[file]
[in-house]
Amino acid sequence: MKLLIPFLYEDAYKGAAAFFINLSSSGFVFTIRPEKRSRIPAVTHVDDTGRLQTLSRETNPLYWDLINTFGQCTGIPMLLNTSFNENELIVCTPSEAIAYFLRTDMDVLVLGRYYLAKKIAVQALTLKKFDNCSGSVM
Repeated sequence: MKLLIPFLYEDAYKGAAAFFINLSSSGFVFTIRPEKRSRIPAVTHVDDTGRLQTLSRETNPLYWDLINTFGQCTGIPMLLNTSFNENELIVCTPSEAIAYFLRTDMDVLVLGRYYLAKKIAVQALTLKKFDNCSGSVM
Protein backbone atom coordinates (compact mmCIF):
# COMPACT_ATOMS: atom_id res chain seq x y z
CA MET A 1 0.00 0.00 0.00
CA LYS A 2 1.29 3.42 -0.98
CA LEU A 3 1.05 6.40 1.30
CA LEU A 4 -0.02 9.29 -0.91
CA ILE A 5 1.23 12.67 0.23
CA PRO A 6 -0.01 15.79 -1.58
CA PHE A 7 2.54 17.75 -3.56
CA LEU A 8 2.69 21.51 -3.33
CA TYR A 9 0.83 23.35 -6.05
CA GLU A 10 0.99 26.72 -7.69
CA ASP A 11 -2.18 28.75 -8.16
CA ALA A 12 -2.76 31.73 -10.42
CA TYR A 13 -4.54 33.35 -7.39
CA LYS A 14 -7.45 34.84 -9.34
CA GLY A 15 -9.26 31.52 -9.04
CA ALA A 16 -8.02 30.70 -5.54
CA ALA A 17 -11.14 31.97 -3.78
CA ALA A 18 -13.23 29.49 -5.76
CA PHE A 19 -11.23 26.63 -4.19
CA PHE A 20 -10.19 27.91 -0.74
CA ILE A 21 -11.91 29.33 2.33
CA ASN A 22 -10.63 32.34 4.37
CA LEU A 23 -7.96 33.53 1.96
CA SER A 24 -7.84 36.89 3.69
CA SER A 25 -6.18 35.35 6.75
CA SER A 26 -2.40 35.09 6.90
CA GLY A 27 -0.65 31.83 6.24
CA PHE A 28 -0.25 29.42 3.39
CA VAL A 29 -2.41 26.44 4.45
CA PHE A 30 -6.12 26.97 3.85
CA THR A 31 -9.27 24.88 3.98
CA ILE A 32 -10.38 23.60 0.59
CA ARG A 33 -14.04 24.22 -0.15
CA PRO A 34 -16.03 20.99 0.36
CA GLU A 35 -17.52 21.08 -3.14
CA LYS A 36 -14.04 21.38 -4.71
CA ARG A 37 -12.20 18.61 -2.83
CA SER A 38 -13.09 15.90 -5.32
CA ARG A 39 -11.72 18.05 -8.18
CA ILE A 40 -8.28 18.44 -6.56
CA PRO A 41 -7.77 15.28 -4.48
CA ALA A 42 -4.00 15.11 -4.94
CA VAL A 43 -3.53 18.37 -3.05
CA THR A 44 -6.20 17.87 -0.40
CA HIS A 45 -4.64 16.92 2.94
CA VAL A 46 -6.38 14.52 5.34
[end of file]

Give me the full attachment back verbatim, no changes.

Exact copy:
[in-house]
Amino acid sequence: MKLLIPFLYEDAYKGAAAFFINLSSSGFVFTIRPEKRSRIPAVTHVDDTGRLQTLSRETNPLYWDLINTFGQCTGIPMLLNTSFNENELIVCTPSEAIAYFLRTDMDVLVLGRYYLAKKIAVQALTLKKFDNCSGSVM
Repeated sequence: MKLLIPFLYEDAYKGAAAFFINLSSSGFVFTIRPEKRSRIPAVTHVDDTGRLQTLSRETNPLYWDLINTFGQCTGIPMLLNTSFNENELIVCTPSEAIAYFLRTDMDVLVLGRYYLAKKIAVQALTLKKFDNCSGSVM
Protein backbone atom coordinates (compact mmCIF):
# COMPACT_ATOMS: atom_id res chain seq x y z
CA MET A 1 0.00 0.00 0.00
CA LYS A 2 1.29 3.42 -0.98
CA LEU A 3 1.05 6.40 1.30
CA LEU A 4 -0.02 9.29 -0.91
CA ILE A 5 1.23 12.67 0.23
CA PRO A 6 -0.01 15.79 -1.58
CA PHE A 7 2.54 17.75 -3.56
CA LEU A 8 2.69 21.51 -3.33
CA TYR A 9 0.83 23.35 -6.05
CA GLU A 10 0.99 26.72 -7.69
CA ASP A 11 -2.18 28.75 -8.16
CA ALA A 12 -2.76 31.73 -10.42
CA TYR A 13 -4.54 33.35 -7.39
CA LYS A 14 -7.45 34.84 -9.34
CA GLY A 15 -9.26 31.52 -9.04
CA ALA A 16 -8.02 30.70 -5.54
CA ALA A 17 -11.14 31.97 -3.78
CA ALA A 18 -13.23 29.49 -5.76
CA PHE A 19 -11.23 26.63 -4.19
CA PHE A 20 -10.19 27.91 -0.74
CA ILE A 21 -11.91 29.33 2.33
CA ASN A 22 -10.63 32.34 4.37
CA LEU A 23 -7.96 33.53 1.96
CA SER A 24 -7.84 36.89 3.69
CA SER A 25 -6.18 35.35 6.75
CA SER A 26 -2.40 35.09 6.90
CA GLY A 27 -0.65 31.83 6.24
CA PHE A 28 -0.25 29.42 3.39
CA VAL A 29 -2.41 26.44 4.45
CA PHE A 30 -6.12 26.97 3.85
CA THR A 31 -9.27 24.88 3.98
CA ILE A 32 -10.38 23.60 0.59
CA ARG A 33 -14.04 24.22 -0.15
CA PRO A 34 -16.03 20.99 0.36
CA GLU A 35 -17.52 21.08 -3.14
CA LYS A 36 -14.04 21.38 -4.71
CA ARG A 37 -12.20 18.61 -2.83
CA SER A 38 -13.09 15.90 -5.32
CA ARG A 39 -11.72 18.05 -8.18
CA ILE A 40 -8.28 18.44 -6.56
CA PRO A 41 -7.77 15.28 -4.48
CA ALA A 42 -4.00 15.11 -4.94
CA VAL A 43 -3.53 18.37 -3.05
CA THR A 44 -6.20 17.87 -0.40
CA HIS A 45 -4.64 16.92 2.94
CA VAL A 46 -6.38 14.52 5.34